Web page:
Daily Dilemma Plus Beef Bone Broth and Barley Soups

Shaken. Oh, and stirred. Whomever you voted for on November 8, this election has left a lot of us shaken and stirred up, to boot.

How plan the day when the president-elect snubs the Constitution, a delightful friend has invited me for coffee and pie, religious do-gooders chisel away women’s rights, and a mere twenty minutes’ drive could have me on stunning mountain trails in bright sunshine? img_0064“I arise each morning,” E. B. White said, “torn between a desire to improve (or save) the world and an inclination to enjoy (or savor) it. This makes it hard to plan the day.” Hard, indeed.

The Solace of Honest Work

For now, the swish and swish is all there is. The wooden handle of a rake with its metal-tined delta is all that I, who have come soul-tired, need. That, modest strength in my shoulders, and the blue tarp onto which I toss leaves with a swing that despite everything can’t but be joyous. It’s the swoop of a dance, the flinging of a scarf, the scatter of crumbs to ducklings.

I rake leaves, though I should be saving the world.

Writing across Genres… or Not

Toggling. I think that’s the word. It’s got a good ring, anyway. Attending to one thing here, another there – specifically writing across genres – is giving my new meditation muscles extra gymnastic training. As I bounce between diverse projects with varying levels of responsibility and reward, I’m trying to keep in check all the concomitant emotional dashing about that my mind’s been doing lately. (I’ve taken from my foray into meditation – novice of novices I am – permission to write about my mind as a kind of third party. It seems a little weird but kind of fun, too.)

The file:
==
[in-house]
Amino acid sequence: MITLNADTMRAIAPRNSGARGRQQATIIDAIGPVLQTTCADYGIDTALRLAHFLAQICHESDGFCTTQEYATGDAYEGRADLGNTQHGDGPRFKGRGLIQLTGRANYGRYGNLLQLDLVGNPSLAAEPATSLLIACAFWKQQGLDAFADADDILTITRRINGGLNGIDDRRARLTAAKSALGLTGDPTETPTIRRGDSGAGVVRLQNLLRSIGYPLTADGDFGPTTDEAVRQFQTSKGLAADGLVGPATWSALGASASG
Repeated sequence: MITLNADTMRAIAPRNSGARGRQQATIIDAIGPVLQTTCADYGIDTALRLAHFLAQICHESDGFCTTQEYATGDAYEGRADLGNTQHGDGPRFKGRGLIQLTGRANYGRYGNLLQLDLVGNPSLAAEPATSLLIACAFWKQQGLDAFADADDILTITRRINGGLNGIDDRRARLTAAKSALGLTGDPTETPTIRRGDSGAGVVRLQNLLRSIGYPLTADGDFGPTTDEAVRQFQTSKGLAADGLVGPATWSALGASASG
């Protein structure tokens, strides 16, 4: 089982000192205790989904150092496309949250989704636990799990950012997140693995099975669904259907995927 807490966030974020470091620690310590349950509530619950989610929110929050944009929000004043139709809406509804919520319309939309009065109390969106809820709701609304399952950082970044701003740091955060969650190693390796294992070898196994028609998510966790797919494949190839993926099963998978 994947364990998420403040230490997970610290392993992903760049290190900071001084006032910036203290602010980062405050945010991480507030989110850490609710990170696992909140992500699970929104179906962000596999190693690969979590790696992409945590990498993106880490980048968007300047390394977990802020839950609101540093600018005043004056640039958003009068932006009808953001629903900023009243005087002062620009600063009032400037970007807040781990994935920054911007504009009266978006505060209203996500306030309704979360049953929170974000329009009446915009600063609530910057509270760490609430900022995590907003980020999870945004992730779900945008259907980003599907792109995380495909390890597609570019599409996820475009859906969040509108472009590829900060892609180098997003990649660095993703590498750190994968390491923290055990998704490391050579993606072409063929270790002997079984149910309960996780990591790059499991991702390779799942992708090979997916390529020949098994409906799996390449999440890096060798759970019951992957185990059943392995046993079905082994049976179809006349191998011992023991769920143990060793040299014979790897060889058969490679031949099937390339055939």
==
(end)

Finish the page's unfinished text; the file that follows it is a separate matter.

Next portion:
Harriet Tubman – Her Money, Your Money, and the $20

Harriet Tubman chuckling in heaven. That’s what I’d like to think as her response to the news that her face will grace the front of our new twenty dollar bill.

With no small bit of humorous irony, grace it will.

Portrait of abolitionist Harriet Tubman

Portrait of abolitionist Harriet Tubman

See, in the case of Harriet Tubman, her money was your money and yours and yours and yours. I’m not just talking about her years of enslavement. Even after she was free and could make and have money of her own, Harriet Tubman gave it all away in acts both small and grand. She used it, unfailingly, for others.

To Work with Heart

quote Marc-Chagall_I-And-The-Village_HD_768x432-16x9May the work of this day bear the print of your heart. Ah, Marc Chagall, thank you for this and for so many wonderful paintings! Perhaps I shouldn’t be so surprised to find Gibran’s The Prophet illustrated by Chagall, as it was Khalil Gibran who said, “Work is love made visible. And if you cannot work with love but only with distaste, it is better that you should leave your work and sit at the gate of the temple and take alms of those who work with joy.”

Writing in a Closet

I have been writing in a closet lately. It’s not that I don’t have another, actually quite wonderful place to work. But that other place is a super old building (tough to say – early to mid 1800’s?) that’s not quite water tight, and it’s been a rainy summer. Besides, the view from there is great – a hummingbird in the echinacea! the mailman! the neighbor is leaving! is arriving! So. I’ve been working in a closet. And I love it.